How much would you like to see humanity travel back to the moon? Or for that matter, how much would you like to stand amongst the craters of Lacus Somnorium yourself and look up to see your home planet above you, a shining blue marble in the darkness? Since Apollo 17 left the Moon in 1972, no humans have traveled further than a few hundred kilometers from Earth's surface, but an ambitious space travel company has plans to put humans back on the moon - and they'll take anyone who can afford the asking price.
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The Golden Spike Company, formally announced in December last year, are aiming to provide a means to do exactly that. Riding the wave of enthusiasm for private space flight, they intend to provide reliable transport to the surface of the moon. However, with the cost of the tickets currently expected to be the princely sum of $1.5 billion for a two person mission, their customers are more likely to be governments than wealthy tourists.
Named after the ceremonial "last spike" driven into the first continental railroad to be built in the US, Golden Spike's intention is, quoting from their website, to "transform human space exploration by putting in place affordably priced lunar orbital and surface expeditions to the only natural satellite of the Earth - the moon," in much the same way the railroad enabled people to travel across North America in the 19th century. The expected cost of a two person lunar mission for $1.5 billion, while clearly astronomical for private travelers, is an attractive price for government space programs across the world.
Simply, they will be able to launch crewed lunar expeditions for the same price normally expected of robotic spacecraft, making this the cheapest possible way to get to the moon.
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Since the end of the 20th century, Russia has already been running commercial space flights, by charging a fee to ferry astronauts from other countries into space. This enabled countries with no space travel capabilities of their own to run a space program, and also allowed a total of 7 wealthy space tourists to go into orbit. Golden Spike intend to follow much the same business structure. As well as taking passengers to the moon, they also intend on making money in a few other ways, such as transporting items and selling much sought-after samples of moon rock - those collected during the Apollo missions have a history of being stolen and sold on for high prices.
The total expected price is $7-8 billion, plus another $1.5 billion per journey. Quite astonishing, in fairness. If the Apollo program were to have been run today, each moon landing would have cost roughly $18 billion, with the full cost being well over $110 billion! With this in mind, many are understandably skeptical that Golden Spike can accomplish the same thing at such a dramatically lower cost, especially seeing as no currently available rocket has enough power to transport a vehicle to the moon.
The trick may be that Golden Spike intend to use a total of four rockets to make the journey. The first two will launch a vehicle and lander into lunar orbit, with the following two sending a crew to rendezvous with those vehicles. They will then be able to use the lander to descend to the lunar surface, before using the second vehicle to return to Earth. While no announcements have been made of which rockets they intend to use, but their website claims that they will use existing launch vehicles. Partner companies currently include Masten Space Systems, who will construct all the craft involved, and Paragon Space Development Corp. who will be providing space suits and life support systems.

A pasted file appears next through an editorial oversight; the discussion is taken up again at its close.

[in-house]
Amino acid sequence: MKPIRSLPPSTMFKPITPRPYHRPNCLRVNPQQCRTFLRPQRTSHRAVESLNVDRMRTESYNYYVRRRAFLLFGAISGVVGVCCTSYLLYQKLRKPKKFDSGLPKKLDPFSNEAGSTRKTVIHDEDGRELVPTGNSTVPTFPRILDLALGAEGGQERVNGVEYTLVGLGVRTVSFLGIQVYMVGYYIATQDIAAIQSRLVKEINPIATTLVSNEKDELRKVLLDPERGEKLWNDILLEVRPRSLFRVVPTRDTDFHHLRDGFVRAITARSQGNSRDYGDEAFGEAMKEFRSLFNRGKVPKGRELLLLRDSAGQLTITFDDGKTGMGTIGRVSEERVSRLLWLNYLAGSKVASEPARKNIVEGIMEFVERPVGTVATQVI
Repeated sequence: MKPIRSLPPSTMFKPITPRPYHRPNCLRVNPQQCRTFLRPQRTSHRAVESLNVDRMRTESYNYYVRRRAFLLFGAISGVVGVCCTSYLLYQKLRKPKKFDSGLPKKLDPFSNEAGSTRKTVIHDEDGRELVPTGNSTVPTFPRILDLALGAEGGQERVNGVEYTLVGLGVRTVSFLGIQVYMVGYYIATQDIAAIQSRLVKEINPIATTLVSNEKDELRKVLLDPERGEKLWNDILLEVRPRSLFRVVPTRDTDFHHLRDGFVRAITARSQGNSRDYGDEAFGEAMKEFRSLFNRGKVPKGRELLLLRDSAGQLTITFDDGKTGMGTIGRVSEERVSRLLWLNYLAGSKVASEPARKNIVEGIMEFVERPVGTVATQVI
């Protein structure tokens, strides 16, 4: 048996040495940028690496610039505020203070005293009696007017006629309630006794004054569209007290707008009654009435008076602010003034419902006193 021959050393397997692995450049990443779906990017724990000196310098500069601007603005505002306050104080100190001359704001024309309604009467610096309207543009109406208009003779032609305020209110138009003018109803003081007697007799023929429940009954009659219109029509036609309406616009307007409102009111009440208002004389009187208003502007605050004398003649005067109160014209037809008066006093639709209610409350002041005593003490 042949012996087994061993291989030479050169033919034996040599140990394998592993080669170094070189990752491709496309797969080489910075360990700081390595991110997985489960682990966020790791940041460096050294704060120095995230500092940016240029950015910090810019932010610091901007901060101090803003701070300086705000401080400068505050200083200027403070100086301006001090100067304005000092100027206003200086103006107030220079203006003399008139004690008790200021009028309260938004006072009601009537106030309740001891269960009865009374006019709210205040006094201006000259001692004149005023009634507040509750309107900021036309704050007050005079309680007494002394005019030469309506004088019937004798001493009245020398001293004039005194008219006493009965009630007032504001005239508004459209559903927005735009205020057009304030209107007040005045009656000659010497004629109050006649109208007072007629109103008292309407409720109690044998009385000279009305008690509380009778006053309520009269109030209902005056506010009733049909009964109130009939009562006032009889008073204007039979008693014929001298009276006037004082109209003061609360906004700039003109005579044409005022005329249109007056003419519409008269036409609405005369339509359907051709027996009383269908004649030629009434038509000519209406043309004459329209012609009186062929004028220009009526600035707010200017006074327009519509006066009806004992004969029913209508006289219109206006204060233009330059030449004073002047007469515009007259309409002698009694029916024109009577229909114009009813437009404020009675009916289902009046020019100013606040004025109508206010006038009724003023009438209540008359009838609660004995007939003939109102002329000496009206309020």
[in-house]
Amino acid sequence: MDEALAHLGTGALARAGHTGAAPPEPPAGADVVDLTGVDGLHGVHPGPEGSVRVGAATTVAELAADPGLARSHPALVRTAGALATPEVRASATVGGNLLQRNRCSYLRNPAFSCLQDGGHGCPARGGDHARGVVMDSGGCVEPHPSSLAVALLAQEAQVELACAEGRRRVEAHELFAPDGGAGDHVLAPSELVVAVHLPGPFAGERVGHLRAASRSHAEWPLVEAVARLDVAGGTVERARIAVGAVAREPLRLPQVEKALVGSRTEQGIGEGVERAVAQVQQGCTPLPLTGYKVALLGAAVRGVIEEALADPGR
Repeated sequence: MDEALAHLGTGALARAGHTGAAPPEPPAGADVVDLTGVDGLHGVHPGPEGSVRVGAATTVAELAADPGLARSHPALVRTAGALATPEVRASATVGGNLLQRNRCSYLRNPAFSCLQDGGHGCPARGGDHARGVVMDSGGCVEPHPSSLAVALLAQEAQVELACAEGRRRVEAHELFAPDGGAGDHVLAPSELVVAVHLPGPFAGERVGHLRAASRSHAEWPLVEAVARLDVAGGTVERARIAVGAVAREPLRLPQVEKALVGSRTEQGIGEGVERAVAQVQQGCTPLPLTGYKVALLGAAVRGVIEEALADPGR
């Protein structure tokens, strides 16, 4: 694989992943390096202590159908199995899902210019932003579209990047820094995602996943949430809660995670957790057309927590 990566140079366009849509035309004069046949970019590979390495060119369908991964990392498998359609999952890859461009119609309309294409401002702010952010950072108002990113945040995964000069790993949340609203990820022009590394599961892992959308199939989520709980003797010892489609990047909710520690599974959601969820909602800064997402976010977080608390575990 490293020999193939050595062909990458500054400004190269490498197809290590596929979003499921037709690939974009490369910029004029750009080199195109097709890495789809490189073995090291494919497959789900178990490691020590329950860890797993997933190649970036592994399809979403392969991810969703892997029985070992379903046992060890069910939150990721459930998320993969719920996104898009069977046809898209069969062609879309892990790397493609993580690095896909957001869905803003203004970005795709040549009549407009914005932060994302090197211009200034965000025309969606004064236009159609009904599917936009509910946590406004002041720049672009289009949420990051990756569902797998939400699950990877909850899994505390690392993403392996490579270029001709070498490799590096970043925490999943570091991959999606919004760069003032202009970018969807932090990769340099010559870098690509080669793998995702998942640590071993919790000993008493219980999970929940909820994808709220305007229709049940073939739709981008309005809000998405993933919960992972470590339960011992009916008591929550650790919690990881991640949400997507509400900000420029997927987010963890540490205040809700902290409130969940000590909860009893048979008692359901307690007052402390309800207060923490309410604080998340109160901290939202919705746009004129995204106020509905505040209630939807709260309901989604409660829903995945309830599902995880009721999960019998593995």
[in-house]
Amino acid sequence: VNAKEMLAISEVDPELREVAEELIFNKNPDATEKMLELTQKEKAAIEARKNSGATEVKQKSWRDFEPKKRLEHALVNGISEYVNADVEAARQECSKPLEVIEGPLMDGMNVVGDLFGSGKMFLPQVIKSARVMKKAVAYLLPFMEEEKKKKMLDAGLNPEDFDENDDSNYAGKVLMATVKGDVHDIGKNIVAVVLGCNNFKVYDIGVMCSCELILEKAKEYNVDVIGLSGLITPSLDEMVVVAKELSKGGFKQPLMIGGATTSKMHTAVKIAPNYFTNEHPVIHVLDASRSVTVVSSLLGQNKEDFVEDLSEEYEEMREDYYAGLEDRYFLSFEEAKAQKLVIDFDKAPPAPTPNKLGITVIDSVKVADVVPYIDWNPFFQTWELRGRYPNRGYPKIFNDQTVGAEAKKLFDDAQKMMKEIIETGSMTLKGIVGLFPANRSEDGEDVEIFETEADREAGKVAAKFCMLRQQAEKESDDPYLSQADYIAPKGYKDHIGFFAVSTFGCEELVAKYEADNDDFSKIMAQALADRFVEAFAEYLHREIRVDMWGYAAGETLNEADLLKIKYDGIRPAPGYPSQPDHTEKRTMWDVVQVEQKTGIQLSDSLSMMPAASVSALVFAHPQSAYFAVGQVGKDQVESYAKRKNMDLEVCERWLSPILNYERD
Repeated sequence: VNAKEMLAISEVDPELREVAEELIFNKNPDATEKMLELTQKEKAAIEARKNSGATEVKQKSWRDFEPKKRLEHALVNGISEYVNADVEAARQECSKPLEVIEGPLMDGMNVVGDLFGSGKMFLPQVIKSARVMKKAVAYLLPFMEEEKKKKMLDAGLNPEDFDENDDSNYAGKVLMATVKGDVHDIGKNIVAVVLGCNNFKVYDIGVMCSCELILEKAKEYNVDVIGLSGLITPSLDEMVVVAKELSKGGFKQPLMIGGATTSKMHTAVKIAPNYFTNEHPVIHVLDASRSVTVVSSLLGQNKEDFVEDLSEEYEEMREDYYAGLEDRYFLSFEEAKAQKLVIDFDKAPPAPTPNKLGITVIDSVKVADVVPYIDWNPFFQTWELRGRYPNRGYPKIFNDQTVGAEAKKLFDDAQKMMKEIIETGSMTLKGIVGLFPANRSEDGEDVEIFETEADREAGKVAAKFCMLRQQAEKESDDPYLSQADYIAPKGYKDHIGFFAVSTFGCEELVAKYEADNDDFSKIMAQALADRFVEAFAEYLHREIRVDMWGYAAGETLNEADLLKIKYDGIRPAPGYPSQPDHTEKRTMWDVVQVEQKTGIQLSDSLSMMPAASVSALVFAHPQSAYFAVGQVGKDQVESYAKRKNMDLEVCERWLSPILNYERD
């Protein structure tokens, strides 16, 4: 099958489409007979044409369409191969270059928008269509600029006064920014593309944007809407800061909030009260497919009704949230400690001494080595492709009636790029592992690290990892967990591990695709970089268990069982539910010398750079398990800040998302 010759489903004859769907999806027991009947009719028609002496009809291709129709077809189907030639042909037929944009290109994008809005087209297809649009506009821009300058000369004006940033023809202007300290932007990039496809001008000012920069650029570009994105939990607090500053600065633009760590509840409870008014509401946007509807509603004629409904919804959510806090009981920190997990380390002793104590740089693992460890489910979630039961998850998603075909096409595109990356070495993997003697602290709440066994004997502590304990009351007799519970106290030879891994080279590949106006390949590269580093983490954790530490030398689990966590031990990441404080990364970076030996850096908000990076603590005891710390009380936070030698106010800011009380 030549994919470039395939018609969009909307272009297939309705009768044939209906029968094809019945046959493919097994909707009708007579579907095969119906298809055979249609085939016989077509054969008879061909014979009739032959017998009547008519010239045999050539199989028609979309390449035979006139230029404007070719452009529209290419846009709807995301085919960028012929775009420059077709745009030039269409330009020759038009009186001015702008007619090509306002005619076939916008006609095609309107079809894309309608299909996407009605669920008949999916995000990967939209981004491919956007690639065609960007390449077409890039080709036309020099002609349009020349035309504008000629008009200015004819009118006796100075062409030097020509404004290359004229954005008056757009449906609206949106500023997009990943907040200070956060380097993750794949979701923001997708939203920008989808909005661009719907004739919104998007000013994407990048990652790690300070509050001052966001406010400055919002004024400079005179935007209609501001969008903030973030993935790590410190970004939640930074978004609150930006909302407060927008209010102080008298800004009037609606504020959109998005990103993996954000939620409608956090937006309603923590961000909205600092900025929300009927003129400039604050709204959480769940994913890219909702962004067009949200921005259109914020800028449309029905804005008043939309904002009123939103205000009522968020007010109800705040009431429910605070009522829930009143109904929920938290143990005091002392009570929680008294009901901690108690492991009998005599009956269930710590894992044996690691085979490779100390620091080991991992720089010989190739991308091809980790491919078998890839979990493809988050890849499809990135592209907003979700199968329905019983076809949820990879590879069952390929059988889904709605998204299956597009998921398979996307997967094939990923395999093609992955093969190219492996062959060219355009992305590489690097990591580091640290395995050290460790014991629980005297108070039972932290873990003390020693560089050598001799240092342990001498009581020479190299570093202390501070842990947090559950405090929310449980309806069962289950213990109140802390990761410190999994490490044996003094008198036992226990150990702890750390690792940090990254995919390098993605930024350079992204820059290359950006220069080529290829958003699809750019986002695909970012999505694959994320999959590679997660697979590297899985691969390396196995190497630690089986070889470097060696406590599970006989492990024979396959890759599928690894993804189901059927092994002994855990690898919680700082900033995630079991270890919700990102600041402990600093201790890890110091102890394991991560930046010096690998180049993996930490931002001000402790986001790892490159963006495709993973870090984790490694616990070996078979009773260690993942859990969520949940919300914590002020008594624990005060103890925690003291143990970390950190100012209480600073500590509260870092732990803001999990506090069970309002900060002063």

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It certainly seems that Golden Spike has enough expertise behind it to make the plan into a reality. The company was founded by none other than Alan Stern, formerly NASA's associate administrator for science. During his tenure at NASA, Stern instigated a record 10 major new flight projects and made significant changes within NASA, both in emphasizing the importance of science, and in education and public outreach. From his time in NASA, Stern is also used to accomplishing as much as possible on a tight budget. Among the other notable members of the Golden Spike team are former director of NASA Johnson, Gerry Griffin, former Space Shuttle Manager, Wayne Hale, and space entrepreneurs, Esther Dyson and Taber MacCallum.
Private space companies are becoming ever bolder in their goals, planning everything from suborbital flights around Earth, to mining asteroids, and even lunar mining. However, one thing to remember is that none of these schemes are going to be easy. None of these things have ever been attempted before by private enterprises. While companies like SpaceX celebrate their accomplishments, others will likely be watched with skeptical eyes until they start making progress.
Paying for a trip to the moon may someday be possible, but it isn't quite a dream come true yet. The cost, at least initially, will high enough to bankrupt all but the wealthiest individuals. That said, lunar tourists may yet have another option. The company Space Adventures, responsible for the 7 space tourists who've traveled into orbit so far, have plans of their own. While they may not be able to land you on the surface of the moon, their proposed "Deep Space Expedition" or DSE-Alpha missions are expected to cost about $100 million and will take passengers on a journey once around the moon. This still limits such journeys to millionaires of course. The round trip is over 750,000 kilometers, and it'll take quite a long time to accumulate that many frequent flyer miles.
Image: Neil Armstrong's famous 1969 lunar footprint. Credit: NASA